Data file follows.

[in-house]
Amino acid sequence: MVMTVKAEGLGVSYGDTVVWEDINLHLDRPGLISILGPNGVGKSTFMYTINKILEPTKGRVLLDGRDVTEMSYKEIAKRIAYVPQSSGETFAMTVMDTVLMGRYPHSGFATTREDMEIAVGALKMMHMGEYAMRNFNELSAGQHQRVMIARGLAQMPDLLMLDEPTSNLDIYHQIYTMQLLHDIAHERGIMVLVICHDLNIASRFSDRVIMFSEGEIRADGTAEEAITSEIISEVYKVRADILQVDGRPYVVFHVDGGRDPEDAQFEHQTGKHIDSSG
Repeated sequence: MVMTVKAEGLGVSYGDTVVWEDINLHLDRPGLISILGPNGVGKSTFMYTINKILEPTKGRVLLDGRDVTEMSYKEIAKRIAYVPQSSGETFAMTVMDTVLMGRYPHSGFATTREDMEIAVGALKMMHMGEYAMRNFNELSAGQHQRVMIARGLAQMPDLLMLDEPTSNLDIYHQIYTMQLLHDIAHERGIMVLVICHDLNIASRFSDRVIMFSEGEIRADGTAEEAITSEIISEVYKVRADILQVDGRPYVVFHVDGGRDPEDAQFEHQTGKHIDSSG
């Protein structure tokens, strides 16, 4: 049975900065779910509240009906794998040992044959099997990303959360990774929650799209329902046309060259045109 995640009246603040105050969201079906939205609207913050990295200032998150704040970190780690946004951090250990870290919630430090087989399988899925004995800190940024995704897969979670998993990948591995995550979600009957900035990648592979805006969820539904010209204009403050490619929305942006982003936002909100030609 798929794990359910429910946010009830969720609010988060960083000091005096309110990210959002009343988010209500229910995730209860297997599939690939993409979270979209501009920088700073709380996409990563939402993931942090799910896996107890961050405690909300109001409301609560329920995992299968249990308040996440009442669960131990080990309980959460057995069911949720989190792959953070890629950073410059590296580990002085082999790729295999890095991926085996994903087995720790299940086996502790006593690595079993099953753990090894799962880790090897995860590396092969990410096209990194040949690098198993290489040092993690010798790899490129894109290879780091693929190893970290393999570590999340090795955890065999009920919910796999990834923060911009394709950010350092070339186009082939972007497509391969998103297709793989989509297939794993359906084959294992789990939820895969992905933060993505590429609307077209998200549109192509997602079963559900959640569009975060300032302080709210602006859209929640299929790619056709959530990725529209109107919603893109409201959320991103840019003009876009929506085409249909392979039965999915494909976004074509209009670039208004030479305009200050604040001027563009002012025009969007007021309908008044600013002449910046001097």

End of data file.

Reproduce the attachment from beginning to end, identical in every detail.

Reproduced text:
[in-house]
Amino acid sequence: MVMTVKAEGLGVSYGDTVVWEDINLHLDRPGLISILGPNGVGKSTFMYTINKILEPTKGRVLLDGRDVTEMSYKEIAKRIAYVPQSSGETFAMTVMDTVLMGRYPHSGFATTREDMEIAVGALKMMHMGEYAMRNFNELSAGQHQRVMIARGLAQMPDLLMLDEPTSNLDIYHQIYTMQLLHDIAHERGIMVLVICHDLNIASRFSDRVIMFSEGEIRADGTAEEAITSEIISEVYKVRADILQVDGRPYVVFHVDGGRDPEDAQFEHQTGKHIDSSG
Repeated sequence: MVMTVKAEGLGVSYGDTVVWEDINLHLDRPGLISILGPNGVGKSTFMYTINKILEPTKGRVLLDGRDVTEMSYKEIAKRIAYVPQSSGETFAMTVMDTVLMGRYPHSGFATTREDMEIAVGALKMMHMGEYAMRNFNELSAGQHQRVMIARGLAQMPDLLMLDEPTSNLDIYHQIYTMQLLHDIAHERGIMVLVICHDLNIASRFSDRVIMFSEGEIRADGTAEEAITSEIISEVYKVRADILQVDGRPYVVFHVDGGRDPEDAQFEHQTGKHIDSSG
């Protein structure tokens, strides 16, 4: 049975900065779910509240009906794998040992044959099997990303959360990774929650799209329902046309060259045109 995640009246603040105050969201079906939205609207913050990295200032998150704040970190780690946004951090250990870290919630430090087989399988899925004995800190940024995704897969979670998993990948591995995550979600009957900035990648592979805006969820539904010209204009403050490619929305942006982003936002909100030609 798929794990359910429910946010009830969720609010988060960083000091005096309110990210959002009343988010209500229910995730209860297997599939690939993409979270979209501009920088700073709380996409990563939402993931942090799910896996107890961050405690909300109001409301609560329920995992299968249990308040996440009442669960131990080990309980959460057995069911949720989190792959953070890629950073410059590296580990002085082999790729295999890095991926085996994903087995720790299940086996502790006593690595079993099953753990090894799962880790090897995860590396092969990410096209990194040949690098198993290489040092993690010798790899490129894109290879780091693929190893970290393999570590999340090795955890065999009920919910796999990834923060911009394709950010350092070339186009082939972007497509391969998103297709793989989509297939794993359906084959294992789990939820895969992905933060993505590429609307077209998200549109192509997602079963559900959640569009975060300032302080709210602006859209929640299929790619056709959530990725529209109107919603893109409201959320991103840019003009876009929506085409249909392979039965999915494909976004074509209009670039208004030479305009200050604040001027563009002012025009969007007021309908008044600013002449910046001097």